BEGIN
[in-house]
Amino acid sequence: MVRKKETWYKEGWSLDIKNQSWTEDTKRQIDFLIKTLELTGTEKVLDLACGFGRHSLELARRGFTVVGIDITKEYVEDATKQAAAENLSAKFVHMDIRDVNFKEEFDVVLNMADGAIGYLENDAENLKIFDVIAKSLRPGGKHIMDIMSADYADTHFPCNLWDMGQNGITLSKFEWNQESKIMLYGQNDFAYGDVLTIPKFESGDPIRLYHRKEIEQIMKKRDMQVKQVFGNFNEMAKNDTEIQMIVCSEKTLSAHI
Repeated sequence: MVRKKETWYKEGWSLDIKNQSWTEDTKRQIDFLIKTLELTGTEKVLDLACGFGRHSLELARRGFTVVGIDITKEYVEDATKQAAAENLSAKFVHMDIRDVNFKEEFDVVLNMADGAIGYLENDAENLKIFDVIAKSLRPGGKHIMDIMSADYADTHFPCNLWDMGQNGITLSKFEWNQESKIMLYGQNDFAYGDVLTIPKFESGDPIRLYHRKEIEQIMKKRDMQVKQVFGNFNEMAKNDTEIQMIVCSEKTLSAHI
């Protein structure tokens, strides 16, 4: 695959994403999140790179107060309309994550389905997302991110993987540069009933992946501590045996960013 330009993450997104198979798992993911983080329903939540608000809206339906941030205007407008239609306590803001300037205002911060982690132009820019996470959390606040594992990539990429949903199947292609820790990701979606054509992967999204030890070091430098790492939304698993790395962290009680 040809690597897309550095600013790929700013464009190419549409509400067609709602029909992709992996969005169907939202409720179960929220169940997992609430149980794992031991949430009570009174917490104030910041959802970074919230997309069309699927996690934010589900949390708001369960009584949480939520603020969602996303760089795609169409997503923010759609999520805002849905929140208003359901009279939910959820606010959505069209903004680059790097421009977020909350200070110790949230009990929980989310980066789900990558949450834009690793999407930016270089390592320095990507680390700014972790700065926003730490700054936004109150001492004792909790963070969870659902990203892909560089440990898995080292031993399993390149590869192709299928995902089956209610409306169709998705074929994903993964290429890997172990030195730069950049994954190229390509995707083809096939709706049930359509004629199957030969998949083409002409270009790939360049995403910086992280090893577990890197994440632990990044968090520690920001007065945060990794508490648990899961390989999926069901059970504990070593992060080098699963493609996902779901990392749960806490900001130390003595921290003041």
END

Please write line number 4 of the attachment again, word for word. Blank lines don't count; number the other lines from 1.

């Protein structure tokens, strides 16, 4: 695959994403999140790179107060309309994550389905997302991110993987540069009933992946501590045996960013 330009993450997104198979798992993911983080329903939540608000809206339906941030205007407008239609306590803001300037205002911060982690132009820019996470959390606040594992990539990429949903199947292609820790990701979606054509992967999204030890070091430098790492939304698993790395962290009680 040809690597897309550095600013790929700013464009190419549409509400067609709602029909992709992996969005169907939202409720179960929220169940997992609430149980794992031991949430009570009174917490104030910041959802970074919230997309069309699927996690934010589900949390708001369960009584949480939520603020969602996303760089795609169409997503923010759609999520805002849905929140208003359901009279939910959820606010959505069209903004680059790097421009977020909350200070110790949230009990929980989310980066789900990558949450834009690793999407930016270089390592320095990507680390700014972790700065926003730490700054936004109150001492004792909790963070969870659902990203892909560089440990898995080292031993399993390149590869192709299928995902089956209610409306169709998705074929994903993964290429890997172990030195730069950049994954190229390509995707083809096939709706049930359509004629199957030969998949083409002409270009790939360049995403910086992280090893577990890197994440632990990044968090520690920001007065945060990794508490648990899961390989999926069901059970504990070593992060080098699963493609996902779901990392749960806490900001130390003595921290003041």